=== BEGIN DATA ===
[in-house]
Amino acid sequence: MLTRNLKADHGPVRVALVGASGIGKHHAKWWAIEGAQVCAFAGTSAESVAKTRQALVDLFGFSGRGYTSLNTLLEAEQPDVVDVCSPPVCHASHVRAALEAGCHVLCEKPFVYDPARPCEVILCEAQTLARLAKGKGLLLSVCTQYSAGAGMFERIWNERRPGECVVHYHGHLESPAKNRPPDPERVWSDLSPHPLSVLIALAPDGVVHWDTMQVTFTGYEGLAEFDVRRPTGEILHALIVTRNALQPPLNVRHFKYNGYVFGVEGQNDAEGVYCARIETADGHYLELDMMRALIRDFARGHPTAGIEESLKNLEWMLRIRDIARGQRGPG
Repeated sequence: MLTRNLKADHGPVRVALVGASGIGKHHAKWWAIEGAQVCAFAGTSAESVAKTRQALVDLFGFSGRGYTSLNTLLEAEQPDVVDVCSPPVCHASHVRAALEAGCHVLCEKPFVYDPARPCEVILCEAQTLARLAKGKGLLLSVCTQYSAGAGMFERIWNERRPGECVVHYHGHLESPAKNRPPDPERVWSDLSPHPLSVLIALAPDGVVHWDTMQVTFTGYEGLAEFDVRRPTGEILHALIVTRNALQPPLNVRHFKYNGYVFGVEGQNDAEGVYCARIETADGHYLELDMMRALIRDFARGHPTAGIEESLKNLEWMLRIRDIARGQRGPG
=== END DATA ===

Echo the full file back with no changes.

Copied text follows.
[in-house]
Amino acid sequence: MLTRNLKADHGPVRVALVGASGIGKHHAKWWAIEGAQVCAFAGTSAESVAKTRQALVDLFGFSGRGYTSLNTLLEAEQPDVVDVCSPPVCHASHVRAALEAGCHVLCEKPFVYDPARPCEVILCEAQTLARLAKGKGLLLSVCTQYSAGAGMFERIWNERRPGECVVHYHGHLESPAKNRPPDPERVWSDLSPHPLSVLIALAPDGVVHWDTMQVTFTGYEGLAEFDVRRPTGEILHALIVTRNALQPPLNVRHFKYNGYVFGVEGQNDAEGVYCARIETADGHYLELDMMRALIRDFARGHPTAGIEESLKNLEWMLRIRDIARGQRGPG
Repeated sequence: MLTRNLKADHGPVRVALVGASGIGKHHAKWWAIEGAQVCAFAGTSAESVAKTRQALVDLFGFSGRGYTSLNTLLEAEQPDVVDVCSPPVCHASHVRAALEAGCHVLCEKPFVYDPARPCEVILCEAQTLARLAKGKGLLLSVCTQYSAGAGMFERIWNERRPGECVVHYHGHLESPAKNRPPDPERVWSDLSPHPLSVLIALAPDGVVHWDTMQVTFTGYEGLAEFDVRRPTGEILHALIVTRNALQPPLNVRHFKYNGYVFGVEGQNDAEGVYCARIETADGHYLELDMMRALIRDFARGHPTAGIEESLKNLEWMLRIRDIARGQRGPG